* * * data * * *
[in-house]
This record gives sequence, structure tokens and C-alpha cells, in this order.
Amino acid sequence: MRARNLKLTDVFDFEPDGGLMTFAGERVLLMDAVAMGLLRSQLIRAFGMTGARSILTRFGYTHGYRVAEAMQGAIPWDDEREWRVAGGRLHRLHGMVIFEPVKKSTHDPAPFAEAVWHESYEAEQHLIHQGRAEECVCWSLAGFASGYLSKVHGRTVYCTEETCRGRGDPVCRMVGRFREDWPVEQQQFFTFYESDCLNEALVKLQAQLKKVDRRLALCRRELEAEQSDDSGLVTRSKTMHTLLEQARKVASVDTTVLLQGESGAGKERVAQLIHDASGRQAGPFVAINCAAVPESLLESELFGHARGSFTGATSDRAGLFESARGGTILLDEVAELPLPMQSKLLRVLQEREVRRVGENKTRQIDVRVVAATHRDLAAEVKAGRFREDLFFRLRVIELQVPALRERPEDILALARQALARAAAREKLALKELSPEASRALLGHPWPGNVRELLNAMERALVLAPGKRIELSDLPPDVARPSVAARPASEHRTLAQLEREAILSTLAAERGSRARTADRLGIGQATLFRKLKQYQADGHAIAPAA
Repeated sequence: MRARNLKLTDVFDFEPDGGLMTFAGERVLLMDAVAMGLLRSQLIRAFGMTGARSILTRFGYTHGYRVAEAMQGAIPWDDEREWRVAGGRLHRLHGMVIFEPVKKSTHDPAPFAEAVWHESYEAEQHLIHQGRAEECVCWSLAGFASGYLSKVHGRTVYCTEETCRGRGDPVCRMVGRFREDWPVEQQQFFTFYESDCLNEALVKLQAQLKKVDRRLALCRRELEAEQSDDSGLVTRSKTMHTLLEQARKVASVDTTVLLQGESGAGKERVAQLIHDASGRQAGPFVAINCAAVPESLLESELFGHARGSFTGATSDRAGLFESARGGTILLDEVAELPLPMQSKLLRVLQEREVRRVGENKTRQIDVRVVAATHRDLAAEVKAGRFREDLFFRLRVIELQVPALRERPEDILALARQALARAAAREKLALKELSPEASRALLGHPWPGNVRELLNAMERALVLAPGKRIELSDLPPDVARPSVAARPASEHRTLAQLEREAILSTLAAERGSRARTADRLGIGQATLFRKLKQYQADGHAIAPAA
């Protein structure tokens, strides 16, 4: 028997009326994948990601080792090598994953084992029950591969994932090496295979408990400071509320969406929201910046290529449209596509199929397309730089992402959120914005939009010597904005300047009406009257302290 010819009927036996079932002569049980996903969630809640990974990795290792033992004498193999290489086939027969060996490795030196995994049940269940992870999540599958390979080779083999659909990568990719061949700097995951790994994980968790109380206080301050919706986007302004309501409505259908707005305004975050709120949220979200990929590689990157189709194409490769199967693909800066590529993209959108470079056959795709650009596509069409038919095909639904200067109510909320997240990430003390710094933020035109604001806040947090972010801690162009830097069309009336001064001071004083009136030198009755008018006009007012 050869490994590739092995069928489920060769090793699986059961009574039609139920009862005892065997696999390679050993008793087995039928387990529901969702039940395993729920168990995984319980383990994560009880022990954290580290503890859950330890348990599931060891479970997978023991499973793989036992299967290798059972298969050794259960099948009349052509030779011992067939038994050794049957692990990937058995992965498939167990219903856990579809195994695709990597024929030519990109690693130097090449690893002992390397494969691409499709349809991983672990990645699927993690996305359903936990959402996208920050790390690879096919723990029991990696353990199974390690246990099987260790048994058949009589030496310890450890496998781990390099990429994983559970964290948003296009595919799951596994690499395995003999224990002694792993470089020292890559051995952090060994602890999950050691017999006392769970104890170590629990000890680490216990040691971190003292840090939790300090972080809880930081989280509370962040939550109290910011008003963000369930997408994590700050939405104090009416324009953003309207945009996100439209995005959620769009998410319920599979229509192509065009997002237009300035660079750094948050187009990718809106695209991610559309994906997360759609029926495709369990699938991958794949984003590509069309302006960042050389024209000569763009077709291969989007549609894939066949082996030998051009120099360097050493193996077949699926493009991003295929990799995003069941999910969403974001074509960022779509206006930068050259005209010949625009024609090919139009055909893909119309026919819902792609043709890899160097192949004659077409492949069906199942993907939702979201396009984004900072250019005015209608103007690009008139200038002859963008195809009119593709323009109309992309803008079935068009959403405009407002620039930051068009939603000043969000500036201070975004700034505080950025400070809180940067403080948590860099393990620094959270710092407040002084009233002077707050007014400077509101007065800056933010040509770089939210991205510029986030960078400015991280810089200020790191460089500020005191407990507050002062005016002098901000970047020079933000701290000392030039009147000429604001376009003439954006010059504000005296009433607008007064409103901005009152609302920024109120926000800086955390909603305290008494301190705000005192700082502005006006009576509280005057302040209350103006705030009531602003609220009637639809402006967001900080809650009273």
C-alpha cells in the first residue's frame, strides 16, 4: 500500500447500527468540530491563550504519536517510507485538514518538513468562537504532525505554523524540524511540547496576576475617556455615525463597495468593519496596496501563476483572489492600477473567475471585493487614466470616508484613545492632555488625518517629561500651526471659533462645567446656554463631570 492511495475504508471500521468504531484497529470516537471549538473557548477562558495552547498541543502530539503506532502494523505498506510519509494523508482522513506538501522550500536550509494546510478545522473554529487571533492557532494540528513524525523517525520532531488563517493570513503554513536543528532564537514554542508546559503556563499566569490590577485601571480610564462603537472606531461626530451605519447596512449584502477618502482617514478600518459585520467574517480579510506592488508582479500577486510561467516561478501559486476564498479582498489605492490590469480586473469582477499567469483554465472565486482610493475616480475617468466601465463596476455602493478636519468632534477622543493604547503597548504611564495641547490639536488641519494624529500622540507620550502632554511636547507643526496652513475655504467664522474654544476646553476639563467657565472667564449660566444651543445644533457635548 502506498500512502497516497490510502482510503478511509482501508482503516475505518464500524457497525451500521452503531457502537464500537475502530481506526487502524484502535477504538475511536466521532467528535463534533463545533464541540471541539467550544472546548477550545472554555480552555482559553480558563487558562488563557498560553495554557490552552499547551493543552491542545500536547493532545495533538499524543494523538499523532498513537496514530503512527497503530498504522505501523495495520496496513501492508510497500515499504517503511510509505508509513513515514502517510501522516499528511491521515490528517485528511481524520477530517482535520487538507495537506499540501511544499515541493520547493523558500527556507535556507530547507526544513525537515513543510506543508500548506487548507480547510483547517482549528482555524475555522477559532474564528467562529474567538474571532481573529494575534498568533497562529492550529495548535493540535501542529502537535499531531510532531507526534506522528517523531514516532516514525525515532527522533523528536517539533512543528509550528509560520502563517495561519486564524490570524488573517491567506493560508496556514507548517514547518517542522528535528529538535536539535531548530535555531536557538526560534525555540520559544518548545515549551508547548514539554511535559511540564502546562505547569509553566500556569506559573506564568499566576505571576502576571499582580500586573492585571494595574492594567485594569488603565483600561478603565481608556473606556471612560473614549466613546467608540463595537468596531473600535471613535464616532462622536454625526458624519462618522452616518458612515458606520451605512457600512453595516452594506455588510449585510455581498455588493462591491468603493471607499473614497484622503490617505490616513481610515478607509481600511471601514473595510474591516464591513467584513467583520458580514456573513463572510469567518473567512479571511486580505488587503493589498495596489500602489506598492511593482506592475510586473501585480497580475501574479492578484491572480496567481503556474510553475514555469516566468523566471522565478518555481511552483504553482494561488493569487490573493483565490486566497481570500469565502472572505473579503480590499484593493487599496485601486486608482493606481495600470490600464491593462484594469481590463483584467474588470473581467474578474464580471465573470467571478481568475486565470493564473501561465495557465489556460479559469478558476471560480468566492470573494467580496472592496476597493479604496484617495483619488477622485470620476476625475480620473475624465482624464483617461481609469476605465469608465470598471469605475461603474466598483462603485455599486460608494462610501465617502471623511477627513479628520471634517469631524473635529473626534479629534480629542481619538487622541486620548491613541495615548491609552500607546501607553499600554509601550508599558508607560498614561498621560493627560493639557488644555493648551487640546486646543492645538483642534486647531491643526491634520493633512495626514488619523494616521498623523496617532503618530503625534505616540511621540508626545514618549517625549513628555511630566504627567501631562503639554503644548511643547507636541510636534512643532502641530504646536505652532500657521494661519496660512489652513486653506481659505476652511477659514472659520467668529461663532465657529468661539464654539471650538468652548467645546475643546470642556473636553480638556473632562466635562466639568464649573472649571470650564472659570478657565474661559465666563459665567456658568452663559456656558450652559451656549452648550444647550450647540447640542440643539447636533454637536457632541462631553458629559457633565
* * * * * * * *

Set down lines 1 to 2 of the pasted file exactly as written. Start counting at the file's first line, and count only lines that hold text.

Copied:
[in-house]
This record gives sequence, structure tokens and C-alpha cells, in this order.